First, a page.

Self-care can look like paying attention to sleep hygiene, getting enough sleep, engaging in physical activity, eating regularly, and spending time with people who make you feel optimistic. It could also mean having go-to tools for coping during rough times, like breathing exercises, journaling, or reaching out to others.

Find professional support

If you notice symptoms of a mental health condition, are experiencing ongoing stress, face tension in interpersonal relationships, or otherwise need someone to talk to, consider speaking with a therapist or counselor.

Support groups, which you can often find for free, may also be helpful. If you're low-income, you may be able to find cost-effective mental health therapy, whether that's online or in a face-to-face setting. Public health organizations, such as the National Institute on Alcohol Abuse and Alcoholism, provide information to help you seek alcohol abuse treatment. AUD and other mental health concerns can often be managed with practical tools and professional support.

Are you worried about your behaviors surrounding alcohol?

Counseling options for alcoholism and drug dependence

If you're concerned about your habits with substances such as alcohol, consider confiding in a professional. Online counseling platforms like BetterHelp can connect you with licensed therapists experienced in various areas, including substance use and addiction.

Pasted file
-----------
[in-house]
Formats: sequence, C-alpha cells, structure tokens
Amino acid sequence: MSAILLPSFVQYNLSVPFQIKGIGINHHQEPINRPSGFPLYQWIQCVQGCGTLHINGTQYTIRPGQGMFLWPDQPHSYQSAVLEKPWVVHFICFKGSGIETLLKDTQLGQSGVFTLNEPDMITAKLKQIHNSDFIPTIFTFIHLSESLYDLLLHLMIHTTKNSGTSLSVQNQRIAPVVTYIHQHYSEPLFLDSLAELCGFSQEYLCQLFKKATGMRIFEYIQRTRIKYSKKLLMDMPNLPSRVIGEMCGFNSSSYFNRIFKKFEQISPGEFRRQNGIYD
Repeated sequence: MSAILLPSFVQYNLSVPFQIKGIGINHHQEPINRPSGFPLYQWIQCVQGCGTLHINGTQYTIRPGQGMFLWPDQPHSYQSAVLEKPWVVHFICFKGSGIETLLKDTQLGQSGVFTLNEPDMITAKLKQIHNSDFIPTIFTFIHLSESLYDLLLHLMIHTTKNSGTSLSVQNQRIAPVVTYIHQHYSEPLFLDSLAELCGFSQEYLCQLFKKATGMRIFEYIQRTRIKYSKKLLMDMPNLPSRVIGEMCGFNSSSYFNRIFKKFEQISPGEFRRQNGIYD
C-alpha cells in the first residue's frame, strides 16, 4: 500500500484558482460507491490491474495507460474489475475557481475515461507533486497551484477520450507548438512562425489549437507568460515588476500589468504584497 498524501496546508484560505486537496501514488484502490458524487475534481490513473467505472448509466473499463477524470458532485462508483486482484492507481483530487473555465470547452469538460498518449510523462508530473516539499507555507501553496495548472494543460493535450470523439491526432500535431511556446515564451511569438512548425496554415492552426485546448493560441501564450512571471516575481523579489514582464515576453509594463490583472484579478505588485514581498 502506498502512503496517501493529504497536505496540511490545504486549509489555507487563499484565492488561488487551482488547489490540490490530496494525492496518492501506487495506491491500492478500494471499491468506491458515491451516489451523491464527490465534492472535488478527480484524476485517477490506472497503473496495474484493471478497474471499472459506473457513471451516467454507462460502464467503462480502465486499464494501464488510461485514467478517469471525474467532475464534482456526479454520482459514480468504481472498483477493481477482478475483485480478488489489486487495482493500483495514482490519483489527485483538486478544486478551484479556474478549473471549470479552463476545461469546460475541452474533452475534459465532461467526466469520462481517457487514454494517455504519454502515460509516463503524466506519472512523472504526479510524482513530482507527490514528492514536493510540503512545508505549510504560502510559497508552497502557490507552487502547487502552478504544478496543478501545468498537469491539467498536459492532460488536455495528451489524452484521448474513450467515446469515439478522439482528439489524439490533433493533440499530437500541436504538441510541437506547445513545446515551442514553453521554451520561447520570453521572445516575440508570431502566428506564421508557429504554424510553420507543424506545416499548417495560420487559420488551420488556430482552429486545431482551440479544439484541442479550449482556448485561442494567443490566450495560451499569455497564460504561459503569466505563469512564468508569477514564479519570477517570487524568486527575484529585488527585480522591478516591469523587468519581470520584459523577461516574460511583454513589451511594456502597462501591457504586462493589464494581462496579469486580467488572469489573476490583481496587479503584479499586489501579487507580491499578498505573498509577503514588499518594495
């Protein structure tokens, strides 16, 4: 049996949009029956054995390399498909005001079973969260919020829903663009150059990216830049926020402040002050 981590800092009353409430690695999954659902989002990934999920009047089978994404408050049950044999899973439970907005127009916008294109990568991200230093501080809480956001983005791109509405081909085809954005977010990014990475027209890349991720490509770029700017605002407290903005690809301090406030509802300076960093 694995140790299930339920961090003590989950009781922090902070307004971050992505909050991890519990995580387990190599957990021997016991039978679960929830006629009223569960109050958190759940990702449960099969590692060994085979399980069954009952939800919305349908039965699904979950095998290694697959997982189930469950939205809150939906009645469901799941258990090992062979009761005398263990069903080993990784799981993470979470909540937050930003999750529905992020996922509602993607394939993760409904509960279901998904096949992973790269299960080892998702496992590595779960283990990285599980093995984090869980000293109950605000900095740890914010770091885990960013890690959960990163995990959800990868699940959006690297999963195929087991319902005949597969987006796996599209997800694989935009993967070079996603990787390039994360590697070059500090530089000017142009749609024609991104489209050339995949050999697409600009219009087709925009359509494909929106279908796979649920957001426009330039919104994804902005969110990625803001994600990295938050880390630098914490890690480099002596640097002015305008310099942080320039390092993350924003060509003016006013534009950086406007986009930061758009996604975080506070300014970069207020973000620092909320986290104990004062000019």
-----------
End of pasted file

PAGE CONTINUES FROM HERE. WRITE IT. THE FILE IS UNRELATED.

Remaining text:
Opening up to the people in your life about your alcohol consumption can be difficult and uncomfortable. When you reach out to someone online, you can get discreet support and choose between phone, video, or chat sessions with your therapist. In addition, you can change your therapist at any time if you don't match with your first option. Hundreds of mental health professionals are available on the platform to offer treatment.

Research has shown the effectiveness of online therapy in treating a wide range of mental health concerns. One study found that therapist-guided e-therapy successfully curbed harmful habits related to alcohol consumption, cannabis use, and gambling addiction. Studies like these showcase how online therapy, which is often more cost-effective, can be as effective as face-to-face therapy for most people. 


National Alcohol Screening Day provides ample opportunity for you or a loved one to take a screening test to assess your level of dependence on substances like alcohol. If you discover that you're struggling with a concern such as dependence or a substance use disorder, help is available. 

You can reach out for support through an online counseling platform or to a therapist in your area. Many therapists are trained in addiction and substance misuse and can give you tools that may help you move past unhelpful habits.